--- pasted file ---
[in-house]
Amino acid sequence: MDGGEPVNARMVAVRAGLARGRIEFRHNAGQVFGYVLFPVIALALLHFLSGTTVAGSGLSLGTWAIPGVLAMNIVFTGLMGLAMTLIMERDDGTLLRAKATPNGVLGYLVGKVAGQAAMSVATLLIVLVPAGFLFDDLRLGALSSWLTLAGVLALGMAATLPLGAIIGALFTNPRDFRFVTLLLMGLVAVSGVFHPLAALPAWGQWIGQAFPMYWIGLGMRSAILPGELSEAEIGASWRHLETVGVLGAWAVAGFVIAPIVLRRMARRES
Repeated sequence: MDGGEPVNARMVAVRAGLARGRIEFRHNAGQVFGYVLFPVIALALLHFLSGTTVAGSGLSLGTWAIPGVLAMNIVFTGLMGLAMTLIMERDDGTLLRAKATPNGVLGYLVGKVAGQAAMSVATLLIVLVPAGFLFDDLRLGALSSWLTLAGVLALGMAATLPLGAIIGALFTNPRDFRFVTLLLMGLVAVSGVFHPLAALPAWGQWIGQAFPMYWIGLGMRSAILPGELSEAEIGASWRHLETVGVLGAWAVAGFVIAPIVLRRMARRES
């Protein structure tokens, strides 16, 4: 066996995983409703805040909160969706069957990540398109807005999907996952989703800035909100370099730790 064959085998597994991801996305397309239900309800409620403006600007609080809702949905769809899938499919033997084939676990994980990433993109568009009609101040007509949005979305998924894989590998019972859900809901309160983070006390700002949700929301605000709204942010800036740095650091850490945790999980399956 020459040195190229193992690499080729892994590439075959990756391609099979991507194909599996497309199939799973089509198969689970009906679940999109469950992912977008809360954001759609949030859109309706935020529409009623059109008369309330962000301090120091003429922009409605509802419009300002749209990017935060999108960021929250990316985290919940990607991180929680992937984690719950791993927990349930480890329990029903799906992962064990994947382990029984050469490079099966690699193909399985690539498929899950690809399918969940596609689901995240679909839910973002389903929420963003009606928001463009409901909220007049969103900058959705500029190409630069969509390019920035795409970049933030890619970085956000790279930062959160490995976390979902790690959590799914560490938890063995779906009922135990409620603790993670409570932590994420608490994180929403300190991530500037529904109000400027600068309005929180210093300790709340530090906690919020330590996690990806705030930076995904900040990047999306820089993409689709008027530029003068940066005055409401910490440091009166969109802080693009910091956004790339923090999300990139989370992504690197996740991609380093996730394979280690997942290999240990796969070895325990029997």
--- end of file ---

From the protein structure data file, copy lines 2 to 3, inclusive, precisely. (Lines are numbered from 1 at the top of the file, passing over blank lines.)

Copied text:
Amino acid sequence: MDGGEPVNARMVAVRAGLARGRIEFRHNAGQVFGYVLFPVIALALLHFLSGTTVAGSGLSLGTWAIPGVLAMNIVFTGLMGLAMTLIMERDDGTLLRAKATPNGVLGYLVGKVAGQAAMSVATLLIVLVPAGFLFDDLRLGALSSWLTLAGVLALGMAATLPLGAIIGALFTNPRDFRFVTLLLMGLVAVSGVFHPLAALPAWGQWIGQAFPMYWIGLGMRSAILPGELSEAEIGASWRHLETVGVLGAWAVAGFVIAPIVLRRMARRES
Repeated sequence: MDGGEPVNARMVAVRAGLARGRIEFRHNAGQVFGYVLFPVIALALLHFLSGTTVAGSGLSLGTWAIPGVLAMNIVFTGLMGLAMTLIMERDDGTLLRAKATPNGVLGYLVGKVAGQAAMSVATLLIVLVPAGFLFDDLRLGALSSWLTLAGVLALGMAATLPLGAIIGALFTNPRDFRFVTLLLMGLVAVSGVFHPLAALPAWGQWIGQAFPMYWIGLGMRSAILPGELSEAEIGASWRHLETVGVLGAWAVAGFVIAPIVLRRMARRES